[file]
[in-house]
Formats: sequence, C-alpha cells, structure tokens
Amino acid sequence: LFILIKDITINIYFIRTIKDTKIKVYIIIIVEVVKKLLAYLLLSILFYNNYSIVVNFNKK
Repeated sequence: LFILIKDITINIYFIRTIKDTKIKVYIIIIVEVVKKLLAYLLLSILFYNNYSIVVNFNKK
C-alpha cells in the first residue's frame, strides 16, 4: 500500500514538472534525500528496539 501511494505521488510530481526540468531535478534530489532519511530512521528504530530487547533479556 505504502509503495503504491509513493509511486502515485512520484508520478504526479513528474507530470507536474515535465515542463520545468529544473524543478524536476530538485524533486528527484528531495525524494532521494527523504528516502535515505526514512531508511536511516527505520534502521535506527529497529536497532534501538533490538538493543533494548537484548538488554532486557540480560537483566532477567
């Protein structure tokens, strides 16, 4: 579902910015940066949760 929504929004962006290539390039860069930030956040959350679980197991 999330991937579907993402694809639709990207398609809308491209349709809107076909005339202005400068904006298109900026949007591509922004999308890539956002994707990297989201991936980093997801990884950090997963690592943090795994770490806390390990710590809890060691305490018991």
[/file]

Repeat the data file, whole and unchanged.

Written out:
[in-house]
Formats: sequence, C-alpha cells, structure tokens
Amino acid sequence: LFILIKDITINIYFIRTIKDTKIKVYIIIIVEVVKKLLAYLLLSILFYNNYSIVVNFNKK
Repeated sequence: LFILIKDITINIYFIRTIKDTKIKVYIIIIVEVVKKLLAYLLLSILFYNNYSIVVNFNKK
C-alpha cells in the first residue's frame, strides 16, 4: 500500500514538472534525500528496539 501511494505521488510530481526540468531535478534530489532519511530512521528504530530487547533479556 505504502509503495503504491509513493509511486502515485512520484508520478504526479513528474507530470507536474515535465515542463520545468529544473524543478524536476530538485524533486528527484528531495525524494532521494527523504528516502535515505526514512531508511536511516527505520534502521535506527529497529536497532534501538533490538538493543533494548537484548538488554532486557540480560537483566532477567
């Protein structure tokens, strides 16, 4: 579902910015940066949760 929504929004962006290539390039860069930030956040959350679980197991 999330991937579907993402694809639709990207398609809308491209349709809107076909005339202005400068904006298109900026949007591509922004999308890539956002994707990297989201991936980093997801990884950090997963690592943090795994770490806390390990710590809890060691305490018991």